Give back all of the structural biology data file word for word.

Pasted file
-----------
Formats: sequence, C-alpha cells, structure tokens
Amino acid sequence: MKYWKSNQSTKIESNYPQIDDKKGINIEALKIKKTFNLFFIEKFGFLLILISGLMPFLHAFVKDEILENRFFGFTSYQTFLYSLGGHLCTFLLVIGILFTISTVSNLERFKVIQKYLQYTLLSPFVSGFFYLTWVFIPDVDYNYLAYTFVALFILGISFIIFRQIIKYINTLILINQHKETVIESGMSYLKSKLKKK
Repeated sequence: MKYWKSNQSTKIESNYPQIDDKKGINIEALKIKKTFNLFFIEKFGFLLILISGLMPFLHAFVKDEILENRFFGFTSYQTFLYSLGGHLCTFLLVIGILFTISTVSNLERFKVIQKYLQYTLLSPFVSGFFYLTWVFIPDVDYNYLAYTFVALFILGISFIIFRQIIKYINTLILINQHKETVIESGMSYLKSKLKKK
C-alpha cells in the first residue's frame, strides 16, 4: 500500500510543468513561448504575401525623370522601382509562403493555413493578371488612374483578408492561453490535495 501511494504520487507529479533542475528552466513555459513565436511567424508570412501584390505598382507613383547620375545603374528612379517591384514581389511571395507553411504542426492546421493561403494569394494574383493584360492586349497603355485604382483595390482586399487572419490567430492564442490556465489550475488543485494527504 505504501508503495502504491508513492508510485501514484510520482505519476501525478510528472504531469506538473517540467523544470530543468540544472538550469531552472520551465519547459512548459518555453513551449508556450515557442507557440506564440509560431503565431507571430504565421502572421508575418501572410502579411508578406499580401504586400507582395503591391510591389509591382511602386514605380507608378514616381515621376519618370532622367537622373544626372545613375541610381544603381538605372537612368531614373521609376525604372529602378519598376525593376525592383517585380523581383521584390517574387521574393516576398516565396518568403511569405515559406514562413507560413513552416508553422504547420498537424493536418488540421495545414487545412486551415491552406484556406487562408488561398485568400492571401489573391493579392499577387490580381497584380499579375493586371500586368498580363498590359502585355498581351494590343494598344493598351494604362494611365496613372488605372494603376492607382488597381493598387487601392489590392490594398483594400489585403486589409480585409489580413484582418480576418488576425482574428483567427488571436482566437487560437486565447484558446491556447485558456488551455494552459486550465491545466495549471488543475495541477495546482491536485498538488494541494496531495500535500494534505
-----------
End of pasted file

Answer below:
Formats: sequence, C-alpha cells, structure tokens
Amino acid sequence: MKYWKSNQSTKIESNYPQIDDKKGINIEALKIKKTFNLFFIEKFGFLLILISGLMPFLHAFVKDEILENRFFGFTSYQTFLYSLGGHLCTFLLVIGILFTISTVSNLERFKVIQKYLQYTLLSPFVSGFFYLTWVFIPDVDYNYLAYTFVALFILGISFIIFRQIIKYINTLILINQHKETVIESGMSYLKSKLKKK
Repeated sequence: MKYWKSNQSTKIESNYPQIDDKKGINIEALKIKKTFNLFFIEKFGFLLILISGLMPFLHAFVKDEILENRFFGFTSYQTFLYSLGGHLCTFLLVIGILFTISTVSNLERFKVIQKYLQYTLLSPFVSGFFYLTWVFIPDVDYNYLAYTFVALFILGISFIIFRQIIKYINTLILINQHKETVIESGMSYLKSKLKKK
C-alpha cells in the first residue's frame, strides 16, 4: 500500500510543468513561448504575401525623370522601382509562403493555413493578371488612374483578408492561453490535495 501511494504520487507529479533542475528552466513555459513565436511567424508570412501584390505598382507613383547620375545603374528612379517591384514581389511571395507553411504542426492546421493561403494569394494574383493584360492586349497603355485604382483595390482586399487572419490567430492564442490556465489550475488543485494527504 505504501508503495502504491508513492508510485501514484510520482505519476501525478510528472504531469506538473517540467523544470530543468540544472538550469531552472520551465519547459512548459518555453513551449508556450515557442507557440506564440509560431503565431507571430504565421502572421508575418501572410502579411508578406499580401504586400507582395503591391510591389509591382511602386514605380507608378514616381515621376519618370532622367537622373544626372545613375541610381544603381538605372537612368531614373521609376525604372529602378519598376525593376525592383517585380523581383521584390517574387521574393516576398516565396518568403511569405515559406514562413507560413513552416508553422504547420498537424493536418488540421495545414487545412486551415491552406484556406487562408488561398485568400492571401489573391493579392499577387490580381497584380499579375493586371500586368498580363498590359502585355498581351494590343494598344493598351494604362494611365496613372488605372494603376492607382488597381493598387487601392489590392490594398483594400489585403486589409480585409489580413484582418480576418488576425482574428483567427488571436482566437487560437486565447484558446491556447485558456488551455494552459486550465491545466495549471488543475495541477495546482491536485498538488494541494496531495500535500494534505